Our History

The UAMS Adult Sickle Cell Clinical Program was established in January 2014, with funds from the Arkansas Legislature and Arkansas Medicaid. For decades, Arkansas Children’s Hospital has been caring for children with Sickle Cell Disease, but as the patients reached adulthood, there was no organized continuation of care, and many with the disease were lost to follow up. Now, we have the opportunity to continue evidence-based, quality care for adult Arkansans with this rare, genetic blood disorder.

This program would not exist were it not for the tireless grassroots efforts of Germaine and LaKisha Johnson of Sickle Cell Support Services, a non-profit organization that lobbied the state legislature for years regarding the need for a specialized clinic for adults with Sickle Cell Disease. Germaine had very advanced Sickle Cell Disease, yet was often seen at the Capitol, advocating for others with the illness. He died in 2014, but not before he saw his dream become a reality. The Black Caucus within the AR Legislature and the Minority Health Commission were instrumental in making this program a reality.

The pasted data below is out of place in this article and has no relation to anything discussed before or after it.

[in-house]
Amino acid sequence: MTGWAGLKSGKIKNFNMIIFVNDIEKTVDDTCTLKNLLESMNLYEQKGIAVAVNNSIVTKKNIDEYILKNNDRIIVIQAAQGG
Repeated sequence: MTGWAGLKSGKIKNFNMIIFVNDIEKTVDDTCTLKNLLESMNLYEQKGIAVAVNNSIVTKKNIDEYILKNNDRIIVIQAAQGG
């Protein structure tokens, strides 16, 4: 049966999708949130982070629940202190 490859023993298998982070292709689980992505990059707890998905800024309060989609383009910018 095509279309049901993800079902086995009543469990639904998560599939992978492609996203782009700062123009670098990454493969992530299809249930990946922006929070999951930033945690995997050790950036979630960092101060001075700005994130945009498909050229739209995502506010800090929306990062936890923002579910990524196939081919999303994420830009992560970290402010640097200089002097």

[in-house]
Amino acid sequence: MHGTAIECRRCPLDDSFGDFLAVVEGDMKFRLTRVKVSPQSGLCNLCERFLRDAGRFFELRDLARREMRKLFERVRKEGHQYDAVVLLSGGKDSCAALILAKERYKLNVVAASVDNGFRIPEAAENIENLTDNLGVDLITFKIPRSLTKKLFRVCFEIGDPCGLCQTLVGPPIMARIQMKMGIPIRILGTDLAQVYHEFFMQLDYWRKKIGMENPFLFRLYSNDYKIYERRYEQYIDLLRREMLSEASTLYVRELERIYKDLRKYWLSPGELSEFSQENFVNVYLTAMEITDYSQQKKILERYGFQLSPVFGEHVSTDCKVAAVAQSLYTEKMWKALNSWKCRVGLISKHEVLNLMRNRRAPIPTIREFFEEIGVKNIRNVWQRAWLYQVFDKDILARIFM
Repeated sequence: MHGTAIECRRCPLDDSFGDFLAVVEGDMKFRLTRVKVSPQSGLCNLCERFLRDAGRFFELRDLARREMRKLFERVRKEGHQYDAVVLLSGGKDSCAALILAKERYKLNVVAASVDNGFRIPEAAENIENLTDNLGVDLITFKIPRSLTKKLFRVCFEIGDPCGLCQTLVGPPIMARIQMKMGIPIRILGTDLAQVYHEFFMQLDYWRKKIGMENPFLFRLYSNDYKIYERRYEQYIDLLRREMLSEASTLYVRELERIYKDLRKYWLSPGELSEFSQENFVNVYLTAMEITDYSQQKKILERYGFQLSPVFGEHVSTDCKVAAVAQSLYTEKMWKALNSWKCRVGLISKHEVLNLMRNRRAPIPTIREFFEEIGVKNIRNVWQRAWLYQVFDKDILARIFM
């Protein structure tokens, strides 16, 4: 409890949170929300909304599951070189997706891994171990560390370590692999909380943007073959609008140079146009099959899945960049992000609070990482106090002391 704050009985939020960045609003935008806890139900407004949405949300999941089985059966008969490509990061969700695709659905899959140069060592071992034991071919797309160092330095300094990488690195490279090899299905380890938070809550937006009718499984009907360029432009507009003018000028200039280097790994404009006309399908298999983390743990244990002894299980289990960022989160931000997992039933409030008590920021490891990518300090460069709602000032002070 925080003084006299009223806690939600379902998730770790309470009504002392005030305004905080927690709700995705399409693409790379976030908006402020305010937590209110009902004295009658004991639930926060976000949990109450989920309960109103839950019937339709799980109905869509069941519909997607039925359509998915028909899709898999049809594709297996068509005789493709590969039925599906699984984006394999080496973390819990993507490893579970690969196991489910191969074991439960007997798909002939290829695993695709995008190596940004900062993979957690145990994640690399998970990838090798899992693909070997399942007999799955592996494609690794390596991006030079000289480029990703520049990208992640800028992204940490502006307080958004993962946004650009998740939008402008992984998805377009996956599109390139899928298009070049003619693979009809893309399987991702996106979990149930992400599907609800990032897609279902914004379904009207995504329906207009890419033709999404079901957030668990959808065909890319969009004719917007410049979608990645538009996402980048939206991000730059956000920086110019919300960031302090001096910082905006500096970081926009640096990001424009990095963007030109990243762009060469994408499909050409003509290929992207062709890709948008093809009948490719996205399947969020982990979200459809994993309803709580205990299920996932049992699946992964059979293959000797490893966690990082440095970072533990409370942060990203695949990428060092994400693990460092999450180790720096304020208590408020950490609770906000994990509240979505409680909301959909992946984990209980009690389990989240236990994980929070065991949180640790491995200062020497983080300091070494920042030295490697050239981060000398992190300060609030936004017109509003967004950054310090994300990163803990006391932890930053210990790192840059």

Germaine and LaKisha Johnson

Germaine and LaKisha Johnson

Within UAMS, Chancellor Dan Rahn recognized the importance of the proposed Adult Sickle Cell Clinical Program and supported our efforts at every turn. The Division of Hematology/Oncology partnered with the Center for Distance Health to create a multi-pronged approach to caring for Arkansas’s adults with this life-limiting genetic disorder. Drs. Issam Makhoul and Curtis Lowery (Division Directors of Hematology/Oncology and Center for Distance Health, respectively) are to be thanked for the support they brought to this initiative.

Patients with Sickle Cell Disease receive care at our Sickle Cell Clinic, within the Winthrop P. Rockefeller Cancer Institute. They benefit from care in our Infusion Center, where nurses infuse fluids, transfuse blood and provide pain relief. They visit our ED, where their painful crises and emergent needs are managed, and they frequent our Apheresis Unit, where much-needed red blood cell exchanges can take place. Our nurses and physicians care for the patients when they are admitted here, and our Call Center Nurses take calls from physicians from around the state when patients are admitted elsewhere. Thanks to all the staff at UAMS who make the Adult Sickle Cell Clinical Program a success.